For the record, I've been a skeptic of Amazon.com's (NASDAQ: AMZN ) rumored smartphone ambitions for years. Rumors of a "Kindle Phone" have persisted for ages. The main reason why Amazon will have such a hard time in this space is because its absolute favorite competitive tool -- aggressive price undercutting -- is rendered ineffective thanks to the presence of carrier subsidies.
Sure, subsidies are on the decline in favor of installment plans, but the fact still stands that there is already an abundance of choices at very low price points. Additionally, Amazon's Android ecosystem is much less robust than the official Google (NASDAQ: GOOG ) (NASDAQ: GOOGL ) system. Amazon will need a different key selling feature. That's where the rumored 3-D interface comes into play.
Again, these rumors are nothing new, but Amazon has now released a teaser video of users experiencing this interface ahead of a launch event scheduled for June 18.
The testers in the video sure look awfully impressed. Color me intrigued.
All in favor say "aye"
It's worth noting that Apple's (NASDAQ: AAPL ) greatest achievements throughout its iHistory have involved interface innovations: the Mac's GUI, the iPod's click wheel, and the iPhone's touchscreen. The power of truly revolutionary interfaces should not be underestimated. The real question is whether Amazon's 3-D interface will prove to be one of these interface advances that only come around every decade or so.
There are examples of companies trying to reinvent the interface wheel and falling flat. Microsoft Windows 8 is a good example. Samsung also tried to add a mess of new eye-tracking features in the Galaxy S4 last year, but those ended up being more of a short-term novelty that didn't necessarily boost sales in any direct way.
Another possible angle that Amazon may use is Prime Data, in which the e-commerce king foots the bill for any data that uses its services. AT&T's recently announced Sponsored Data program fits the bill perfectly. Sponsored Data has certain API limitations and co-branding requirements that Amazon may not like, but the two companies have partnered before (Amazon negotiated very attractive data rates for its LTE-enabled Kindle Fire HD in 2012), so perhaps the duo can work something out.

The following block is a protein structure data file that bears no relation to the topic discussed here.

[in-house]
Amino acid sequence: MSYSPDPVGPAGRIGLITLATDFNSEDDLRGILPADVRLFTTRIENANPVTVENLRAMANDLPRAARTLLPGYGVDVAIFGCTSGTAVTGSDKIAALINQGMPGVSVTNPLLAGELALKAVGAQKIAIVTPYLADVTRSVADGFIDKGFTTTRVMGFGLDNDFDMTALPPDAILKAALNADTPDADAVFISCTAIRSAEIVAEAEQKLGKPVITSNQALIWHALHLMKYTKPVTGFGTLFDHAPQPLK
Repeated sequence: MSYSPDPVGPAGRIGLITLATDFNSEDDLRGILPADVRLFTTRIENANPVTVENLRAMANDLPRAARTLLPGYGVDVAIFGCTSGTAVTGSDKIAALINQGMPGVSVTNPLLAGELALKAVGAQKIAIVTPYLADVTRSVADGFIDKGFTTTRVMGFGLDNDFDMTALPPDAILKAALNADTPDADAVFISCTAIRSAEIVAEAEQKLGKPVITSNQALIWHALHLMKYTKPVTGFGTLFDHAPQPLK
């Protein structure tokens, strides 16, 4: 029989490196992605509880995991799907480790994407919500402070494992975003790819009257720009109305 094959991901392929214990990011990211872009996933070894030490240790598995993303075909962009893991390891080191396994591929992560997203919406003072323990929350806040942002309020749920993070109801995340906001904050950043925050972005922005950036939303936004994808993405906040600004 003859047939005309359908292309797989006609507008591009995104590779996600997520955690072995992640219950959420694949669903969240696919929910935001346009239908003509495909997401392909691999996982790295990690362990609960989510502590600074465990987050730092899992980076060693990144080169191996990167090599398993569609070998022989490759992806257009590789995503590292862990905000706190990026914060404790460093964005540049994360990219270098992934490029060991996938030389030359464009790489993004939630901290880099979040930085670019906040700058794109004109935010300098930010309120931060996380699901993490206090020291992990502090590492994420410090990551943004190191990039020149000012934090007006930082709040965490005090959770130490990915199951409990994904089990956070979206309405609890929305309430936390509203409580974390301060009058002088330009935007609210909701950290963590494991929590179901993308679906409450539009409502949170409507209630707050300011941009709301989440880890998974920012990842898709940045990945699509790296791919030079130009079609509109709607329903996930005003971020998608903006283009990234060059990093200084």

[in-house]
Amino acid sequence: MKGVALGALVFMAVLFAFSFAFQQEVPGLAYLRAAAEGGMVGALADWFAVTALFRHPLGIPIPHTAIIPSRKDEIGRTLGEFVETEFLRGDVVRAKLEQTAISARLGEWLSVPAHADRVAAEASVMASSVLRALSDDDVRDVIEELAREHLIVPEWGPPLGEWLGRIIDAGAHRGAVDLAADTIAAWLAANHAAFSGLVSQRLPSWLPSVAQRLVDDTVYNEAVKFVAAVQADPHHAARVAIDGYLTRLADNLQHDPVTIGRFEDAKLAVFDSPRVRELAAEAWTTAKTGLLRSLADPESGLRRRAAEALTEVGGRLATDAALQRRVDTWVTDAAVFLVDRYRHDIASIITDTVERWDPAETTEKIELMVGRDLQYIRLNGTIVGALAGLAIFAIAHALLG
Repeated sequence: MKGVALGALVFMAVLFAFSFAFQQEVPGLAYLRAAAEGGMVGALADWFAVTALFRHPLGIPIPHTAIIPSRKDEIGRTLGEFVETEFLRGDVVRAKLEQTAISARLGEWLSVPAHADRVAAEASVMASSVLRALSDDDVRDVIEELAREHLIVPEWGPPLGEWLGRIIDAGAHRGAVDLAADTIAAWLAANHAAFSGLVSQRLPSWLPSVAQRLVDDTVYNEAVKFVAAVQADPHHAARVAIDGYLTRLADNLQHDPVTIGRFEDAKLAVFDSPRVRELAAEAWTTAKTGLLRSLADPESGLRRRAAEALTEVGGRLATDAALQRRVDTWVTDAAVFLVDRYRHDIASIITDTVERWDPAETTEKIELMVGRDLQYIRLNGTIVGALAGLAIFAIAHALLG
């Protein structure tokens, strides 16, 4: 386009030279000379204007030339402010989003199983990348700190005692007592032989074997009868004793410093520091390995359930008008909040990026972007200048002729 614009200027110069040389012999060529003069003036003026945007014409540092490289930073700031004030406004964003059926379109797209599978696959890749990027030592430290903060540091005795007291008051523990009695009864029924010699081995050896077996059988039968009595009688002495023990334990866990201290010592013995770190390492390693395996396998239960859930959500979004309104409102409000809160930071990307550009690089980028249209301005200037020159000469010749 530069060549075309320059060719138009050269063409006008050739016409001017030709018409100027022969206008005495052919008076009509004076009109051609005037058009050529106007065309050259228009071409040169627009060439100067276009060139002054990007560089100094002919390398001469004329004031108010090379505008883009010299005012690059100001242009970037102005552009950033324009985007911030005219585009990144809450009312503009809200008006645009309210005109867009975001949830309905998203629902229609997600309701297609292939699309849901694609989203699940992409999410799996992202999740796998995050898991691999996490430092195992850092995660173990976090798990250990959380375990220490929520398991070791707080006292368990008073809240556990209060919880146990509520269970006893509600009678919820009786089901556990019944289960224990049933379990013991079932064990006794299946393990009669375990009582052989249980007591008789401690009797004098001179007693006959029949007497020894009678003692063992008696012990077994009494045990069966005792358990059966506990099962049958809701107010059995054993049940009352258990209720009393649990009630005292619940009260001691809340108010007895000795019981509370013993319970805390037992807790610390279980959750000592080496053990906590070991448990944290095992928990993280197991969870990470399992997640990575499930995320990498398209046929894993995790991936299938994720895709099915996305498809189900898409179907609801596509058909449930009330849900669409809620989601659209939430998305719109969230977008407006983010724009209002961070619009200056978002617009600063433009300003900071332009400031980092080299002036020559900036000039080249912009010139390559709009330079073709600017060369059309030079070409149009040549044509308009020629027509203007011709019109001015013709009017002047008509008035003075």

Amazon may use a Kindle Phone as another way to sell Amazon Prime memberships while including Prime Data. Prime currently includes Instant Video, but video is a bandwidth hog, so paying to deliver streaming video over cellular networks at no cost to the user would prove far too expensive for Amazon. Additionally, streaming music is far more popular on smartphones than streaming video.
Enter Prime Music. This rumored service has been expected to launch this summer, so announcing it on June 18 alongside a phone makes plenty of sense. Amazon reportedly will only offer songs that are at least 6 months old, but it has started inking deals with the major record labels. Music is much approachable from a bandwidth perspective if Amazon wants to cover the cost.
The most promising features likely to be found on the Kindle Phone are an innovative interface and music streaming that doesn't count toward data caps.
All opposed say "nay"
As far as app content goes, Amazon has been growing its stable of ported Android apps over the years, but it still lags the official Google Play store and Apple's App Store. Amazon classifies nearly 70,000 of its apps as being compatible with phones right now, of its total count of roughly 200,000. In comparison, Apple and Google each have 1.2 million total apps at last count.
Apps are easily the most important content category for mobile devices today, and in this respect Amazon will lag iOS and Android by a large margin. Amazon has made a lot of progress in persuading Android developers to port their apps to its own Appstore for Android, but quite a few developers still aren't interested. In particular, Amazon's "Free App Of The Day" promotion doesn't work out well economically for developers.
We've already discussed the difficulty of competing on price. Even if Amazon sells the phone at cost, there is an abundance of Android phones already at bargain prices. Amazon can only go so low.
The biggest challenges that Amazon will face are offering enough apps as it enters a cutthroat market.
Still a skeptic
Overall, the odds are still stacked against Amazon. Since Amazon's forked version of Android is effectively a distinct ecosystem, is there really room for a fourth platform behind Android, iOS, and Windows Phone? Probably not.
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